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Public Radio's Environmental News Magazine (follow us on Google News)

Corporations call for action on climate change

Published: February 6, 2018

By Jack Rodolico

A satellite image of deforestation in Haiti. (NASA)

International corporations call on governments for decisive, sweeping action on climate change.

By Jack Rodolico

A group of 200 corporations says climate change threatens global prosperity and could inflict damaging “social, economic and environmental costs on the world.” Initiated by the Prince of Wales Corporate Leadership Group, the 2˚C Challenge comes six weeks ahead of the UN climate summit in Durban, South Africa.

The companies span the globe and represent diverse sectors of business and industry. Signatories include EBay, Proctor & Gamble, Johnson & Johnson, Shell, BP, Nestle, Philips, Puma, National Grid, AirFrance and Rolls-Royce.

“If we take the right steps, we can secure a low carbon‐emission economy that is more resilient, more efficient and less vulnerable to global shocks,” says the Communiqué, the statement put forth by the group. “But time is short for effective action to address the threat of climate change.”

The 2˚C Challenge name refers to a goal set last year at the Cancún Climate Summit to not allow global temperatures to rise more than two degrees Celsius. But climate models show this target may already be impossible to meet.

The details of the 2˚C Challenge might look familiar – they are the very points nearly 200 nations have been hoping and promising to achieve for years. But, so far, no substantive commitments have been made on an international level.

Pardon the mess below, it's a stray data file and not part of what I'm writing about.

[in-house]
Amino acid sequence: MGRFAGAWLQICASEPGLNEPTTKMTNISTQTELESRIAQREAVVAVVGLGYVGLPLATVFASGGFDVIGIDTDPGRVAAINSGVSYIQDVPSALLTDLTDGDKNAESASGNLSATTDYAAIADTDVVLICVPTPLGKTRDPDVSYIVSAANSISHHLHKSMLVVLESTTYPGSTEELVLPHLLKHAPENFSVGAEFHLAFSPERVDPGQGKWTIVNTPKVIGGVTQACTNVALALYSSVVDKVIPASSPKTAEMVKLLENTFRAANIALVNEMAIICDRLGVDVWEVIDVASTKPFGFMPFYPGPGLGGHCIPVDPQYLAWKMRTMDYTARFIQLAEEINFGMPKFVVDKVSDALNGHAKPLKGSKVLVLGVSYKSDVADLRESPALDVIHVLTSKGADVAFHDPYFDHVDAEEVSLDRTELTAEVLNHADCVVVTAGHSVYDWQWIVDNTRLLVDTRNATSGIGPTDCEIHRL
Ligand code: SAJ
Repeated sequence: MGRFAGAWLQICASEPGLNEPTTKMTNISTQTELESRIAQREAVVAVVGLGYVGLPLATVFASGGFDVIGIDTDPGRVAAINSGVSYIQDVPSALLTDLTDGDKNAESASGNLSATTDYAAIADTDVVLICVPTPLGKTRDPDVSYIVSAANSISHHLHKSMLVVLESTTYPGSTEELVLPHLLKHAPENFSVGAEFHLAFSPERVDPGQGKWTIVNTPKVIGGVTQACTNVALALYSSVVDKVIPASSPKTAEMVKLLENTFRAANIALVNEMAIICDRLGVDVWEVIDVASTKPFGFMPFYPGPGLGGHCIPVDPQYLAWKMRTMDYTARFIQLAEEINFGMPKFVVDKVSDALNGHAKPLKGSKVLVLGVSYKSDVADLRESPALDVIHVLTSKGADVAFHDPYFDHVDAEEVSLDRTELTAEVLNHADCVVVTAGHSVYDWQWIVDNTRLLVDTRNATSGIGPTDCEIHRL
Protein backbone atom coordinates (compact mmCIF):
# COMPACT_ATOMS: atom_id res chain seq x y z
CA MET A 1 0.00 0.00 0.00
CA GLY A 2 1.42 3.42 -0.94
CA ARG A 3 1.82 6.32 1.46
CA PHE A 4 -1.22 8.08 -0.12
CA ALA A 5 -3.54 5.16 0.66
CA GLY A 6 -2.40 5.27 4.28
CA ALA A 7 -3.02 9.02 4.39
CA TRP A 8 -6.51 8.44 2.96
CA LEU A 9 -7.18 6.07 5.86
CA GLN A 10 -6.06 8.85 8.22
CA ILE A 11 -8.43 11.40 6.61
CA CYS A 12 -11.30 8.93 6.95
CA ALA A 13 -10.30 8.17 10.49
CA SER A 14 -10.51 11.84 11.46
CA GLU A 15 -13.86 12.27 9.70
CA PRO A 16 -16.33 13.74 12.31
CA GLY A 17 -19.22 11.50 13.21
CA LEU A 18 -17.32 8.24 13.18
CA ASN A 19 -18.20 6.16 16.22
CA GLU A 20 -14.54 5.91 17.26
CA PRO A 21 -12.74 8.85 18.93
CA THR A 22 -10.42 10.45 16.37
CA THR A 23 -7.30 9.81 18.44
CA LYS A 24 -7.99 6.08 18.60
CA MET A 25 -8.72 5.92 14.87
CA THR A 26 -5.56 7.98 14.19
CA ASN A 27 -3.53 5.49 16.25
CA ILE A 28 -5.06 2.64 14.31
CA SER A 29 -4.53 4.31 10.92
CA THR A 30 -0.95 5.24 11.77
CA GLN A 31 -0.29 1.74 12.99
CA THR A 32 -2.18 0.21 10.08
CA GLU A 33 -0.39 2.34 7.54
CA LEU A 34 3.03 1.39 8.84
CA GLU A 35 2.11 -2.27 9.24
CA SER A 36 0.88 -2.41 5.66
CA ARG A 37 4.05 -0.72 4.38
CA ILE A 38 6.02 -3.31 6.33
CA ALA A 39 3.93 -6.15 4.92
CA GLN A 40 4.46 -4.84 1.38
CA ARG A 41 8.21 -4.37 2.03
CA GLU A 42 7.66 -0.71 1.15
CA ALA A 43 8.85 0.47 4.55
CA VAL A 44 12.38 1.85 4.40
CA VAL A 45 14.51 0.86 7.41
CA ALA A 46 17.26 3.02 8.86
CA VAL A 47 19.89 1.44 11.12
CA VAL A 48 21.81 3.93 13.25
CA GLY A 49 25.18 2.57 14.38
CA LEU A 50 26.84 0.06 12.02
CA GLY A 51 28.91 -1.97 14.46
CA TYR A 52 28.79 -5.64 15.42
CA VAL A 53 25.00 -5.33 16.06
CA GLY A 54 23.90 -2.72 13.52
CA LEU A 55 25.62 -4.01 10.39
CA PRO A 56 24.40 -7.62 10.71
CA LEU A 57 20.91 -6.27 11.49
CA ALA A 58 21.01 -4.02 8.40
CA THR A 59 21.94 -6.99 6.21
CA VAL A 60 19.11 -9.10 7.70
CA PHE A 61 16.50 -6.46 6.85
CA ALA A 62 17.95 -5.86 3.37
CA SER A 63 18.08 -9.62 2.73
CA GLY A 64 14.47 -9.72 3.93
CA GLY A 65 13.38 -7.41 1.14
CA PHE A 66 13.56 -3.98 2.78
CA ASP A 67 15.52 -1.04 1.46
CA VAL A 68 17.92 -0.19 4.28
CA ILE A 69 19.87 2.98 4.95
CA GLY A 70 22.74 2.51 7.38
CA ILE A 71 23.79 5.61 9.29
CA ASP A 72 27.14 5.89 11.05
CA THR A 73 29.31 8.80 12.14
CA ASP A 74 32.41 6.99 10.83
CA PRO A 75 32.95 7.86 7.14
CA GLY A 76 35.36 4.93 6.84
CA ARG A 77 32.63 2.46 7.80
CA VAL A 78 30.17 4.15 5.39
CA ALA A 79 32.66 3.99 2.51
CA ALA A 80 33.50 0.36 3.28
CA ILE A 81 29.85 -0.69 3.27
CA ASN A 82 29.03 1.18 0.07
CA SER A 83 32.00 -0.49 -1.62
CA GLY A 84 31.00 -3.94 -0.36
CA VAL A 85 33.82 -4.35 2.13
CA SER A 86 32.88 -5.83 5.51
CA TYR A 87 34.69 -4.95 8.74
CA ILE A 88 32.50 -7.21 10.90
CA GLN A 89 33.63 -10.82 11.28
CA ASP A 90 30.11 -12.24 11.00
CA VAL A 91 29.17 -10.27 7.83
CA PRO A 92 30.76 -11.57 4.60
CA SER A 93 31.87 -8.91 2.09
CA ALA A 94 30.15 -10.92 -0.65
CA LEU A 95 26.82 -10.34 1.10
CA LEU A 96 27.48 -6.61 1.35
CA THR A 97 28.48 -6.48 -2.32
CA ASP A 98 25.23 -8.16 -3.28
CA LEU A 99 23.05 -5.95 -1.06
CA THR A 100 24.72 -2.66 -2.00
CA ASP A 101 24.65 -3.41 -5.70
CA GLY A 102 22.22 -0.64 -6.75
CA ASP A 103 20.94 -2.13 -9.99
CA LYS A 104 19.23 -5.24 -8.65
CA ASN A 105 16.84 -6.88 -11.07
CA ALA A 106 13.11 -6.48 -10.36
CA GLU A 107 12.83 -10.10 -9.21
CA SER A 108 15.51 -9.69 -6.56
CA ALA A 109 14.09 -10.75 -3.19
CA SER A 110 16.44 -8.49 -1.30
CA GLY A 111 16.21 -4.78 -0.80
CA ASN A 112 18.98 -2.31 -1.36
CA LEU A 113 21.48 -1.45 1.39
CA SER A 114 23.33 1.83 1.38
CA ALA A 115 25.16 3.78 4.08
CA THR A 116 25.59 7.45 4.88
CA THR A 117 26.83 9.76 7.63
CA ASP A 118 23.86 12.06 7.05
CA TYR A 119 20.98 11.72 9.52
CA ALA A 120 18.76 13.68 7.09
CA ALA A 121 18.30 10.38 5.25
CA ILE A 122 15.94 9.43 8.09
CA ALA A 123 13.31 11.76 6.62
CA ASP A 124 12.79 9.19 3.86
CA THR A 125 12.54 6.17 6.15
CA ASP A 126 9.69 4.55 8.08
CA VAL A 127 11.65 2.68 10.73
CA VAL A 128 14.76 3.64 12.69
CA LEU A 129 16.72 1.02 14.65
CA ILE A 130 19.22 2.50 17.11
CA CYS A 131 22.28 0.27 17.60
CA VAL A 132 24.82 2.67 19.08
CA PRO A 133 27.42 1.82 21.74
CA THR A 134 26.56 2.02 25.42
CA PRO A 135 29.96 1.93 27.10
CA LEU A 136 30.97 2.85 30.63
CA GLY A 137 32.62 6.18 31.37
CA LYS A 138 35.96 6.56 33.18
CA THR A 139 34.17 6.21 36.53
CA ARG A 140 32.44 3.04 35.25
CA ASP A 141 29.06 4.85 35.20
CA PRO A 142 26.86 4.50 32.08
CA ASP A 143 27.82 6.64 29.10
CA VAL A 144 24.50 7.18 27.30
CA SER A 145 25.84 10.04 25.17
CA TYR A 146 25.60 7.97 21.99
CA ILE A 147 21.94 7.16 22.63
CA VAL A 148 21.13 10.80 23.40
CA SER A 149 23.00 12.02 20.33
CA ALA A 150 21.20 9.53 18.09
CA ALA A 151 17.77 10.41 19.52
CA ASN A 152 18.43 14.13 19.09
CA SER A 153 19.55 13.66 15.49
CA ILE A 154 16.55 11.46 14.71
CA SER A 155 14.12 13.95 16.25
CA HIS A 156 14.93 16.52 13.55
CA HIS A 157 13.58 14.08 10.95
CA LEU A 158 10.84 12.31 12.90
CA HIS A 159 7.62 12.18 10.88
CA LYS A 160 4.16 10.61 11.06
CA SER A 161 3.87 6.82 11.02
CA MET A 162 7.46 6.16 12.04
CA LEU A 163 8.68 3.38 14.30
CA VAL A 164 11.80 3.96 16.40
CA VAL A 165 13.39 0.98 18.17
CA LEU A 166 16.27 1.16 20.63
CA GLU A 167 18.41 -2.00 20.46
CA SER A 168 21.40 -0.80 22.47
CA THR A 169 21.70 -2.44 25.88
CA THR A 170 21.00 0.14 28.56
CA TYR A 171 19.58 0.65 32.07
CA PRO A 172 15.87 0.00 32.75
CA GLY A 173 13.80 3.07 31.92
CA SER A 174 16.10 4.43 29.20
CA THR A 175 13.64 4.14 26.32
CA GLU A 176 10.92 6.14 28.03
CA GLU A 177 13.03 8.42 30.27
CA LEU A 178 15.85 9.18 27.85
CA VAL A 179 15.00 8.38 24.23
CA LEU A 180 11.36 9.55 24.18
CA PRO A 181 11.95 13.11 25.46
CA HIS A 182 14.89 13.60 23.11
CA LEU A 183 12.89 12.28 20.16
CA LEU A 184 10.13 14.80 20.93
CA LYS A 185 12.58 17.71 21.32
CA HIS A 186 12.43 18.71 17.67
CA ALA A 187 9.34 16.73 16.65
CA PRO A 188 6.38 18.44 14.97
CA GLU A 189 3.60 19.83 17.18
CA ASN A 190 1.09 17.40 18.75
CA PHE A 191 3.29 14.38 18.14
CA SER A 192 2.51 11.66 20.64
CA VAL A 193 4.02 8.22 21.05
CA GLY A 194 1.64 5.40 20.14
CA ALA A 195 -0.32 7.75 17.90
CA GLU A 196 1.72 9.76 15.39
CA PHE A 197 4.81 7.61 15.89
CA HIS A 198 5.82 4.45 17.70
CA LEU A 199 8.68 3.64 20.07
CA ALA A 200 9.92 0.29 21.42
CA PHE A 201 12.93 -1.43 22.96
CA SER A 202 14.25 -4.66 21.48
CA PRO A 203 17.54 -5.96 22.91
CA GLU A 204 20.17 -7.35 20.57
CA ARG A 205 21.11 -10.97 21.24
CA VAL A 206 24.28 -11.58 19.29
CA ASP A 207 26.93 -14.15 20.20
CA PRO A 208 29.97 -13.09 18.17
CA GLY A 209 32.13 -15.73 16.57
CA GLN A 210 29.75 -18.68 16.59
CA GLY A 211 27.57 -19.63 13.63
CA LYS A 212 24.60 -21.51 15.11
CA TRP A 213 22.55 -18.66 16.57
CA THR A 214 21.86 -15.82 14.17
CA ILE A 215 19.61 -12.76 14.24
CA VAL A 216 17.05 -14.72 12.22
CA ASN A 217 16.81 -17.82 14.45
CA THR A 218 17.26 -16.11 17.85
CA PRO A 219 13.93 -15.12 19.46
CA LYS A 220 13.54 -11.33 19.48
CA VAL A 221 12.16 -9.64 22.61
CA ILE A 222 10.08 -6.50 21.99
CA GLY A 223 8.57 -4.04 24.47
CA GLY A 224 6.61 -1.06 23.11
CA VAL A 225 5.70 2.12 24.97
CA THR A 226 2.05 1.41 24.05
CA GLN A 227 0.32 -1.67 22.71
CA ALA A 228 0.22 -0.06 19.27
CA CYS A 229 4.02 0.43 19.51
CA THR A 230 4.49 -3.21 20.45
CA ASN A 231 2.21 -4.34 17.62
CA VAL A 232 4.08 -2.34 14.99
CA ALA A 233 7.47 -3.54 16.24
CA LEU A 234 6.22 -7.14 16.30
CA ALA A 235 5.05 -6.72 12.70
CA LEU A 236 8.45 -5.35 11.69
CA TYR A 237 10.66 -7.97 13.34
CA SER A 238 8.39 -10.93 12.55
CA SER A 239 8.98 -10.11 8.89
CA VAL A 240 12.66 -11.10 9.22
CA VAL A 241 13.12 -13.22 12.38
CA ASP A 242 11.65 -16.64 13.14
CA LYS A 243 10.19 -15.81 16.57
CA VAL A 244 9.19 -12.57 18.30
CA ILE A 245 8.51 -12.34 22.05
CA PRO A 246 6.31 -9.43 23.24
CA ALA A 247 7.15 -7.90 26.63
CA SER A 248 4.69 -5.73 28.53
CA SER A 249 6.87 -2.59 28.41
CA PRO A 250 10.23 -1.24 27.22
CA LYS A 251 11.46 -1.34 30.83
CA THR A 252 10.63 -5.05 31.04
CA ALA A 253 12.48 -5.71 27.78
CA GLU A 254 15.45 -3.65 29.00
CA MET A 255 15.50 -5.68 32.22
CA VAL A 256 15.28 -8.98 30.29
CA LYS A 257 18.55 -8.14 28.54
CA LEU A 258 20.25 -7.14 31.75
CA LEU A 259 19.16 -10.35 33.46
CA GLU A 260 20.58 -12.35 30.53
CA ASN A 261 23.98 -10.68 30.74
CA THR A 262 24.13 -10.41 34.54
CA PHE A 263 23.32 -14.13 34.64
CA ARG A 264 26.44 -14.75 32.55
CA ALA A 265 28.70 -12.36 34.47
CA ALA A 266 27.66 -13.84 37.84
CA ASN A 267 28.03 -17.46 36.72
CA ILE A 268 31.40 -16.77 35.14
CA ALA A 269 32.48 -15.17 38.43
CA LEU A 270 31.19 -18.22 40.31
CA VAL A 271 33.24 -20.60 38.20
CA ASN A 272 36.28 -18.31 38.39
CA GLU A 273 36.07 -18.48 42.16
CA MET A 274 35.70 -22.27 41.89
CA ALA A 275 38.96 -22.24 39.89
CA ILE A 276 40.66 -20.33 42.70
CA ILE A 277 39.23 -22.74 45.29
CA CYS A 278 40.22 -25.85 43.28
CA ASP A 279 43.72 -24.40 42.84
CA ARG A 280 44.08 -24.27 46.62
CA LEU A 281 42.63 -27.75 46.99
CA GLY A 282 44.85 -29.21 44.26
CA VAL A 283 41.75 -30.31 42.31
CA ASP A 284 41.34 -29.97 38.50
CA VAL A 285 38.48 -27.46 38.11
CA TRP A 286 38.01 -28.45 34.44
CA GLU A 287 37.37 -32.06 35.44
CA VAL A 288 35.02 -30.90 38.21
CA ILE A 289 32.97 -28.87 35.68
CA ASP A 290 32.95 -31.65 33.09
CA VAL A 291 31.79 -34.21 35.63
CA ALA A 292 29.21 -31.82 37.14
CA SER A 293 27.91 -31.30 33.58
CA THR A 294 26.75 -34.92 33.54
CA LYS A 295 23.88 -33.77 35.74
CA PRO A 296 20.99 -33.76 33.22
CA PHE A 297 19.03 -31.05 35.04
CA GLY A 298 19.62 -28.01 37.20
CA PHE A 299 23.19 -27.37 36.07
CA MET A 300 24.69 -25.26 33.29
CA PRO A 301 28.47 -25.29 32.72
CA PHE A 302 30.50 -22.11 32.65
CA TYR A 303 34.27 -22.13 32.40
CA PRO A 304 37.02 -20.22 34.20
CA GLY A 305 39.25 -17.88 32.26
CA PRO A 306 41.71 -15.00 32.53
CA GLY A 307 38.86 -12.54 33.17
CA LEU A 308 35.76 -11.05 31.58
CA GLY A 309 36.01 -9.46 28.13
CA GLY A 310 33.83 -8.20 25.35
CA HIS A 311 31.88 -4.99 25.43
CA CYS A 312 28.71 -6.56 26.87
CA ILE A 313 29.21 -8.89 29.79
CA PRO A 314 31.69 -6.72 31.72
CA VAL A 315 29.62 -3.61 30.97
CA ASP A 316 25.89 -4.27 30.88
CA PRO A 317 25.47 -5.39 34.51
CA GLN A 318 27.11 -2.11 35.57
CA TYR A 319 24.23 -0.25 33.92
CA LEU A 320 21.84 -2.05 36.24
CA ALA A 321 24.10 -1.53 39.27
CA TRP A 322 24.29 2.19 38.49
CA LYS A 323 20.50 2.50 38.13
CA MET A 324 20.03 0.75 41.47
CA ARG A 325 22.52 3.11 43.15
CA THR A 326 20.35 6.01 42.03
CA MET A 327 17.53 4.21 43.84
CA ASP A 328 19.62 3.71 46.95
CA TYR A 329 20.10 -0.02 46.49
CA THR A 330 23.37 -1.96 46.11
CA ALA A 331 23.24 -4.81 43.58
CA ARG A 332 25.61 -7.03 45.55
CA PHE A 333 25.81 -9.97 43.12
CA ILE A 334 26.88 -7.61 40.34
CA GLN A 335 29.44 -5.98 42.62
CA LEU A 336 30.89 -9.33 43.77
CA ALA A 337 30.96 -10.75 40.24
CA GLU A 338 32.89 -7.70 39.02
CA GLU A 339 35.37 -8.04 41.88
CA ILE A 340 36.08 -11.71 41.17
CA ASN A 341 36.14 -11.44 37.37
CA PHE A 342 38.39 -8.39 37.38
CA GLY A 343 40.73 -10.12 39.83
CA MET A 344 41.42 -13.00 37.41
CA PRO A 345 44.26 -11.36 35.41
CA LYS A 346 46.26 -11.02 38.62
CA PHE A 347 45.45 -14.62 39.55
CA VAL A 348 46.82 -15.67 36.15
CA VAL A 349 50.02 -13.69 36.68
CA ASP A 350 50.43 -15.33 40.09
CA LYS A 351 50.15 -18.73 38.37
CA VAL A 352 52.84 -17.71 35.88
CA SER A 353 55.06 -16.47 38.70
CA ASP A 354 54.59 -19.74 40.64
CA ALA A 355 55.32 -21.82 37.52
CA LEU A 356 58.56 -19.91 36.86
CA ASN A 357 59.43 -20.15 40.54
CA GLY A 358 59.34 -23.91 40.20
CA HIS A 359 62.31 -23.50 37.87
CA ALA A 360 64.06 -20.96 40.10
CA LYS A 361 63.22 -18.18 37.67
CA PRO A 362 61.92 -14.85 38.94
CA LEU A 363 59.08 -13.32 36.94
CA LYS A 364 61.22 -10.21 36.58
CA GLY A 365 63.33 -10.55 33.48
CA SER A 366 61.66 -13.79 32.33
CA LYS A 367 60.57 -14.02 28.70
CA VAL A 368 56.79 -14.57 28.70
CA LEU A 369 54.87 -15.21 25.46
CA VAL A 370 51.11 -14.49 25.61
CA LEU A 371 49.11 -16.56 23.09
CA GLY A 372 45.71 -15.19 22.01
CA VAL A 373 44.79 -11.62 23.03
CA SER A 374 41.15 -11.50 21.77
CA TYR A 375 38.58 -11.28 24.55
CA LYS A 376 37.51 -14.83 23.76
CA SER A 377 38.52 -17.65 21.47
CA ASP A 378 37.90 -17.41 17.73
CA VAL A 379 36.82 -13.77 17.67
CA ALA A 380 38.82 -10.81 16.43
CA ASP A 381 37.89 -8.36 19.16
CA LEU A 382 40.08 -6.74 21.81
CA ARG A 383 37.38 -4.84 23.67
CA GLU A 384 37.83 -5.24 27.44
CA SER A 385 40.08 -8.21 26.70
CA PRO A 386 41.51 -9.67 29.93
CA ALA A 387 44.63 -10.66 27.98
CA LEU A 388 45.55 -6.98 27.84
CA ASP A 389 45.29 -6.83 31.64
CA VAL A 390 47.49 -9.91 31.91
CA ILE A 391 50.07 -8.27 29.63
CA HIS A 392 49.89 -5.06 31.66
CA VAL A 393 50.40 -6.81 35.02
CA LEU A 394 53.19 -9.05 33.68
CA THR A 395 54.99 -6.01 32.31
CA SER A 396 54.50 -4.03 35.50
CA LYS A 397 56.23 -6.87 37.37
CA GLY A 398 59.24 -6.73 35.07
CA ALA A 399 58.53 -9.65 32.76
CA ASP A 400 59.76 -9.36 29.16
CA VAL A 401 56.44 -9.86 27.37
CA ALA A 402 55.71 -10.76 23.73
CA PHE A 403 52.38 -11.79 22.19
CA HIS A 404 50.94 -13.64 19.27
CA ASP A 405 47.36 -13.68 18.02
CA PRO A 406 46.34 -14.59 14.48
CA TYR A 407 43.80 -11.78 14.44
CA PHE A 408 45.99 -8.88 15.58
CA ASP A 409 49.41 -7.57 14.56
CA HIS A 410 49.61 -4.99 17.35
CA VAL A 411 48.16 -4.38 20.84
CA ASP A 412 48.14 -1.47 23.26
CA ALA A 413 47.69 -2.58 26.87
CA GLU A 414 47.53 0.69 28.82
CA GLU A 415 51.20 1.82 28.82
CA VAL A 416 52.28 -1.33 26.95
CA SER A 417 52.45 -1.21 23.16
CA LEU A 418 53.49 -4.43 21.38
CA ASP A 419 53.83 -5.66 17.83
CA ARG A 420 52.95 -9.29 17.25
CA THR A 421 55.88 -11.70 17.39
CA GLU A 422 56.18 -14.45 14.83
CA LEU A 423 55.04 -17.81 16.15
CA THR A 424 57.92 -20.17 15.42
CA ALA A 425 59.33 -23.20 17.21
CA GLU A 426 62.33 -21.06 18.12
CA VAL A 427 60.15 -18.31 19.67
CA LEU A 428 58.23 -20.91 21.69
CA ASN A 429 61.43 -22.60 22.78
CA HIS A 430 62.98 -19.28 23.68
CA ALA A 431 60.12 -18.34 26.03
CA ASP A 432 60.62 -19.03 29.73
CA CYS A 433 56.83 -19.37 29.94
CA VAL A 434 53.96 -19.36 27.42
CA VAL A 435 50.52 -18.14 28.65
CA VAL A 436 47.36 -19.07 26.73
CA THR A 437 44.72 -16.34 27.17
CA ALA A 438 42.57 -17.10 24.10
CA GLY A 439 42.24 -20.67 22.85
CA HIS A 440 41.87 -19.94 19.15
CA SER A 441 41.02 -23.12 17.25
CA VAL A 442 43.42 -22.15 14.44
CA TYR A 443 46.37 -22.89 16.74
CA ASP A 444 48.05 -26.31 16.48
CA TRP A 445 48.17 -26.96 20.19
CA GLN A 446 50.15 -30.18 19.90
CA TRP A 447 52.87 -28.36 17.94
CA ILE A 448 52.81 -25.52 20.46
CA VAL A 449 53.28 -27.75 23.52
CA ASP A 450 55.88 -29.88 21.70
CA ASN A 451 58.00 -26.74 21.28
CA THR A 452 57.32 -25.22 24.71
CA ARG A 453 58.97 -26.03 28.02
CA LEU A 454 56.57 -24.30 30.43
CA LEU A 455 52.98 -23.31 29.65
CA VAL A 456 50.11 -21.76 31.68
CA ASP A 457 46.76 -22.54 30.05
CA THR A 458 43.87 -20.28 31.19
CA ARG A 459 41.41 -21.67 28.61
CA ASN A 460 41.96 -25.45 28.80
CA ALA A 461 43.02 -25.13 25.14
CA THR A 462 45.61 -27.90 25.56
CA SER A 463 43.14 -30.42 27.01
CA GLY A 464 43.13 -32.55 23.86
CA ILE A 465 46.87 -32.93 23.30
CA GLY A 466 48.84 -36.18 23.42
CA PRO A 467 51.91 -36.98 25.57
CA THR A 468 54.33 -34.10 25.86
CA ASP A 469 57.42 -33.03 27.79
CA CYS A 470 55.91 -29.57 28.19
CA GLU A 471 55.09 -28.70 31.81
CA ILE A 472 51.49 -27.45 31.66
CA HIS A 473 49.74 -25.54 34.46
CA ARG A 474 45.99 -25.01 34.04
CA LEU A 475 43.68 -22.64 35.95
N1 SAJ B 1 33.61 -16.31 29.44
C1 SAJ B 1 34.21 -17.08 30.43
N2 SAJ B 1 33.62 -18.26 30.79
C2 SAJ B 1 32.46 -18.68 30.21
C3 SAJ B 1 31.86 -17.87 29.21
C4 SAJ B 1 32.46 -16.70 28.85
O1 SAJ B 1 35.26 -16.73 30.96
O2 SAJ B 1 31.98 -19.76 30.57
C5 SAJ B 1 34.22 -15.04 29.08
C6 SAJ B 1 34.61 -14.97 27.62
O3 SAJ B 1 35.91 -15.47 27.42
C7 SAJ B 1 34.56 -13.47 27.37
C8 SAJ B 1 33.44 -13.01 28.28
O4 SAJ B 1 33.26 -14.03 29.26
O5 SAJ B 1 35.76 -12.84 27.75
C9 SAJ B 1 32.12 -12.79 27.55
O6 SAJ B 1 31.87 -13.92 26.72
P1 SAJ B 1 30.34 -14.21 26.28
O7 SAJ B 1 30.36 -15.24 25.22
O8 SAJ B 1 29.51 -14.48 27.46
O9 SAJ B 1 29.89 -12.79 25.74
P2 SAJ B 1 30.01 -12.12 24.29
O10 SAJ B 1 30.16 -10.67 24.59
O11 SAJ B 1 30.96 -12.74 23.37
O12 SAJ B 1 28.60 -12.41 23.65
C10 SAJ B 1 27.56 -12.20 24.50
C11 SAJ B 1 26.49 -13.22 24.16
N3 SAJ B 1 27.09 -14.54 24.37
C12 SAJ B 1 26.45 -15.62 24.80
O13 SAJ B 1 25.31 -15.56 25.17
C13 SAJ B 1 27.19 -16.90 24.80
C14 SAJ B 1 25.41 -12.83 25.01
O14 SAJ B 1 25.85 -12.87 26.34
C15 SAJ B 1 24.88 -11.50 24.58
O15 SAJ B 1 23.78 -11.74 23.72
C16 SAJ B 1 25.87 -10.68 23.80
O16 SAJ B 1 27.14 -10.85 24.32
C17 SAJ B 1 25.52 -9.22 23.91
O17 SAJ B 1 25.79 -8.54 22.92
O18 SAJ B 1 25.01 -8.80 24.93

Here is what the corporations call for:

•A carbon tax and other market-based solutions to drive investment away from fossil fuels

•Prompt and continuous transfer of money and technology to developing nations

•Public-private partnerships designed to drastically advance research, development and deployment of low-carbon technologies

•Public policy that would provide long-term market certainty

•Efforts to reduce deforestation

•Efforts to reduce emissions from international shipping and aviation

•Encouraging energy efficiency across all sectors

Again, there’s nothing new in the demands except who they are coming from. Kingfisher PLC is sort of a European Home Depot, with about 900 stores throughout Europe and Asia. CEO Ian Cheshire says world governments must work together with a sense of urgency. "I take our environmental responsibilities personally. It’s part of our corporate heritage. But a business can only do so much. Climate change is a shared global challenge, requiring a shared global solution."

The Communiqué is open for more corporate signatures over the next six weeks. Click here to see a list of signatories by continent.

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